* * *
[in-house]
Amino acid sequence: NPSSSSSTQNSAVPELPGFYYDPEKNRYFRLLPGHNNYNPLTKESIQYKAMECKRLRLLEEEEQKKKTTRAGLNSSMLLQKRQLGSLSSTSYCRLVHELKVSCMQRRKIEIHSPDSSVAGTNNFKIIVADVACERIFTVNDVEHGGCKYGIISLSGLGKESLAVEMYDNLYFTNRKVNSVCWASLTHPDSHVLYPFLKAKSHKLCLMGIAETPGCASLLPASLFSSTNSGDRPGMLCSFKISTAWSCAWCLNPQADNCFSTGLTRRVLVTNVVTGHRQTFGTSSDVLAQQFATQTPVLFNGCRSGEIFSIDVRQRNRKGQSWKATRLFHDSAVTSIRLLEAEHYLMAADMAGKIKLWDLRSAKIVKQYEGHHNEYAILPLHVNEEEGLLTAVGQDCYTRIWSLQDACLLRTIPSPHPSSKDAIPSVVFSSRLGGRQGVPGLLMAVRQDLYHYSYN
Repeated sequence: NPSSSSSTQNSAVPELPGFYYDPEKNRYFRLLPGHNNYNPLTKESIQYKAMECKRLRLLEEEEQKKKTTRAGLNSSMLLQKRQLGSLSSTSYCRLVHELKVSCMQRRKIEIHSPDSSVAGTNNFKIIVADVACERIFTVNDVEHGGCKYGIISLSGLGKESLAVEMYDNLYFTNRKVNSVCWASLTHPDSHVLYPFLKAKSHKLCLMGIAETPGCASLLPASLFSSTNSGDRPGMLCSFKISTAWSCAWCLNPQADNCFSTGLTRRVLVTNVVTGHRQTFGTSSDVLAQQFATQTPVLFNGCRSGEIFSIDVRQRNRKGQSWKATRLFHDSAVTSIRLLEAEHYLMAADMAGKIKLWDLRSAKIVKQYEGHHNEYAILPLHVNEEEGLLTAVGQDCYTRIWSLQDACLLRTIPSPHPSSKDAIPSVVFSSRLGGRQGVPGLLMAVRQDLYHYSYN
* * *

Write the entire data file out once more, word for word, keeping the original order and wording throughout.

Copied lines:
[in-house]
Amino acid sequence: NPSSSSSTQNSAVPELPGFYYDPEKNRYFRLLPGHNNYNPLTKESIQYKAMECKRLRLLEEEEQKKKTTRAGLNSSMLLQKRQLGSLSSTSYCRLVHELKVSCMQRRKIEIHSPDSSVAGTNNFKIIVADVACERIFTVNDVEHGGCKYGIISLSGLGKESLAVEMYDNLYFTNRKVNSVCWASLTHPDSHVLYPFLKAKSHKLCLMGIAETPGCASLLPASLFSSTNSGDRPGMLCSFKISTAWSCAWCLNPQADNCFSTGLTRRVLVTNVVTGHRQTFGTSSDVLAQQFATQTPVLFNGCRSGEIFSIDVRQRNRKGQSWKATRLFHDSAVTSIRLLEAEHYLMAADMAGKIKLWDLRSAKIVKQYEGHHNEYAILPLHVNEEEGLLTAVGQDCYTRIWSLQDACLLRTIPSPHPSSKDAIPSVVFSSRLGGRQGVPGLLMAVRQDLYHYSYN
Repeated sequence: NPSSSSSTQNSAVPELPGFYYDPEKNRYFRLLPGHNNYNPLTKESIQYKAMECKRLRLLEEEEQKKKTTRAGLNSSMLLQKRQLGSLSSTSYCRLVHELKVSCMQRRKIEIHSPDSSVAGTNNFKIIVADVACERIFTVNDVEHGGCKYGIISLSGLGKESLAVEMYDNLYFTNRKVNSVCWASLTHPDSHVLYPFLKAKSHKLCLMGIAETPGCASLLPASLFSSTNSGDRPGMLCSFKISTAWSCAWCLNPQADNCFSTGLTRRVLVTNVVTGHRQTFGTSSDVLAQQFATQTPVLFNGCRSGEIFSIDVRQRNRKGQSWKATRLFHDSAVTSIRLLEAEHYLMAADMAGKIKLWDLRSAKIVKQYEGHHNEYAILPLHVNEEEGLLTAVGQDCYTRIWSLQDACLLRTIPSPHPSSKDAIPSVVFSSRLGGRQGVPGLLMAVRQDLYHYSYN